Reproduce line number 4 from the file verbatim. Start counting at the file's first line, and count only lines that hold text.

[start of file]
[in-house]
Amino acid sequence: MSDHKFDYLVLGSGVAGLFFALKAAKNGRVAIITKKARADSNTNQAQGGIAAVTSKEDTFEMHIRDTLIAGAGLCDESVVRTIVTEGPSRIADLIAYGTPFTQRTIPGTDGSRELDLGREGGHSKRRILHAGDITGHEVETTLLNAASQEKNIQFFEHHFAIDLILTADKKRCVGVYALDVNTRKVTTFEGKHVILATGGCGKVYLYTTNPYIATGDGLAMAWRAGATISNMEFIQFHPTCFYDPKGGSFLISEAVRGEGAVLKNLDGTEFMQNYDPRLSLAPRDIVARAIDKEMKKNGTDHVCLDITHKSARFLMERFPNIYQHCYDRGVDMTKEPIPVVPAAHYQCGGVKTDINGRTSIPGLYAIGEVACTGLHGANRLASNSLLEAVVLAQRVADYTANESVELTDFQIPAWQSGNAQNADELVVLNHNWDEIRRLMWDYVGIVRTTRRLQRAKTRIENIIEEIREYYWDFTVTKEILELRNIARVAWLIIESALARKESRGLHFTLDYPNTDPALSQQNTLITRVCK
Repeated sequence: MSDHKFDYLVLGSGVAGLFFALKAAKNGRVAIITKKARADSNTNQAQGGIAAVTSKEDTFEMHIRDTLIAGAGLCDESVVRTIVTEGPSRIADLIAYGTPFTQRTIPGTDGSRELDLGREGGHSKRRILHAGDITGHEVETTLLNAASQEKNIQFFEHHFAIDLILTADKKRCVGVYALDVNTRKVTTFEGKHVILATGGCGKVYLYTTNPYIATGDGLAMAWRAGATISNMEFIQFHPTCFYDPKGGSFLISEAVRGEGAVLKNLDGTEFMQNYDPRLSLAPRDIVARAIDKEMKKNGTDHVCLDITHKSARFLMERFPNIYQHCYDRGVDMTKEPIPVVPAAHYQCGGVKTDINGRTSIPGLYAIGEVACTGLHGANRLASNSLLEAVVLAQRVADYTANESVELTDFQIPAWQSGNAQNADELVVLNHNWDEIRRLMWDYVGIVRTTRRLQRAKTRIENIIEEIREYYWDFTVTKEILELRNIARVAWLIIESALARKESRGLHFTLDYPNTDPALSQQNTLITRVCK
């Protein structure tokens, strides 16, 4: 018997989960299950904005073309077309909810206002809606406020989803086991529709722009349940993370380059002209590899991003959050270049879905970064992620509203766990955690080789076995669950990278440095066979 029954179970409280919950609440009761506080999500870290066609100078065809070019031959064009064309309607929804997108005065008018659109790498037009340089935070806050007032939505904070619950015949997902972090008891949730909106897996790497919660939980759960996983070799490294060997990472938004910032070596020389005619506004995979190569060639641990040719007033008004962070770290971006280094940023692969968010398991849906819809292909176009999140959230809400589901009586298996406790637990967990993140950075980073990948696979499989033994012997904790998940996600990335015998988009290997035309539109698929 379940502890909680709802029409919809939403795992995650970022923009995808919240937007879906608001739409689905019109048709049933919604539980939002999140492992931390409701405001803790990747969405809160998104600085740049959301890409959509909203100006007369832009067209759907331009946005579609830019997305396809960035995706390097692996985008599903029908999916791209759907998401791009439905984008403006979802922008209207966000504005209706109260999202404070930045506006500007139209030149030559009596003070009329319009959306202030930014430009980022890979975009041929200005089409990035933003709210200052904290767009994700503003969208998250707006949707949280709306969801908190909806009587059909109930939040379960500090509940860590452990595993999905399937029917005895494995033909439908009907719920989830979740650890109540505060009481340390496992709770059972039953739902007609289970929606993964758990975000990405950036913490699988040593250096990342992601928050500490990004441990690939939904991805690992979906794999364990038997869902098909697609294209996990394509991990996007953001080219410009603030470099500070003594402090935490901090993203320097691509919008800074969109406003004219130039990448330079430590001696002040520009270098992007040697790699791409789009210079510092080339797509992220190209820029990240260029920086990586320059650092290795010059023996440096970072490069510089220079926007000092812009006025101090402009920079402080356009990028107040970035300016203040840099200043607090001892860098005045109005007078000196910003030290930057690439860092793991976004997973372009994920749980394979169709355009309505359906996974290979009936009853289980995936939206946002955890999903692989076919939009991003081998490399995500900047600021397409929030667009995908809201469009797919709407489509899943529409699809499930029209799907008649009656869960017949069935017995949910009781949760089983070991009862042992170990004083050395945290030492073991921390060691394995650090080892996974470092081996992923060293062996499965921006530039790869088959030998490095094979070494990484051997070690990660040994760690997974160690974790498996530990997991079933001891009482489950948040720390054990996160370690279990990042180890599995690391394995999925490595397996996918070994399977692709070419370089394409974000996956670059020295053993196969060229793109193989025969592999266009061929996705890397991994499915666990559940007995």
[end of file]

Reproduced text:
């Protein structure tokens, strides 16, 4: 018997989960299950904005073309077309909810206002809606406020989803086991529709722009349940993370380059002209590899991003959050270049879905970064992620509203766990955690080789076995669950990278440095066979 029954179970409280919950609440009761506080999500870290066609100078065809070019031959064009064309309607929804997108005065008018659109790498037009340089935070806050007032939505904070619950015949997902972090008891949730909106897996790497919660939980759960996983070799490294060997990472938004910032070596020389005619506004995979190569060639641990040719007033008004962070770290971006280094940023692969968010398991849906819809292909176009999140959230809400589901009586298996406790637990967990993140950075980073990948696979499989033994012997904790998940996600990335015998988009290997035309539109698929 379940502890909680709802029409919809939403795992995650970022923009995808919240937007879906608001739409689905019109048709049933919604539980939002999140492992931390409701405001803790990747969405809160998104600085740049959301890409959509909203100006007369832009067209759907331009946005579609830019997305396809960035995706390097692996985008599903029908999916791209759907998401791009439905984008403006979802922008209207966000504005209706109260999202404070930045506006500007139209030149030559009596003070009329319009959306202030930014430009980022890979975009041929200005089409990035933003709210200052904290767009994700503003969208998250707006949707949280709306969801908190909806009587059909109930939040379960500090509940860590452990595993999905399937029917005895494995033909439908009907719920989830979740650890109540505060009481340390496992709770059972039953739902007609289970929606993964758990975000990405950036913490699988040593250096990342992601928050500490990004441990690939939904991805690992979906794999364990038997869902098909697609294209996990394509991990996007953001080219410009603030470099500070003594402090935490901090993203320097691509919008800074969109406003004219130039990448330079430590001696002040520009270098992007040697790699791409789009210079510092080339797509992220190209820029990240260029920086990586320059650092290795010059023996440096970072490069510089220079926007000092812009006025101090402009920079402080356009990028107040970035300016203040840099200043607090001892860098005045109005007078000196910003030290930057690439860092793991976004997973372009994920749980394979169709355009309505359906996974290979009936009853289980995936939206946002955890999903692989076919939009991003081998490399995500900047600021397409929030667009995908809201469009797919709407489509899943529409699809499930029209799907008649009656869960017949069935017995949910009781949760089983070991009862042992170990004083050395945290030492073991921390060691394995650090080892996974470092081996992923060293062996499965921006530039790869088959030998490095094979070494990484051997070690990660040994760690997974160690974790498996530990997991079933001891009482489950948040720390054990996160370690279990990042180890599995690391394995999925490595397996996918070994399977692709070419370089394409974000996956670059020295053993196969060229793109193989025969592999266009061929996705890397991994499915666990559940007995």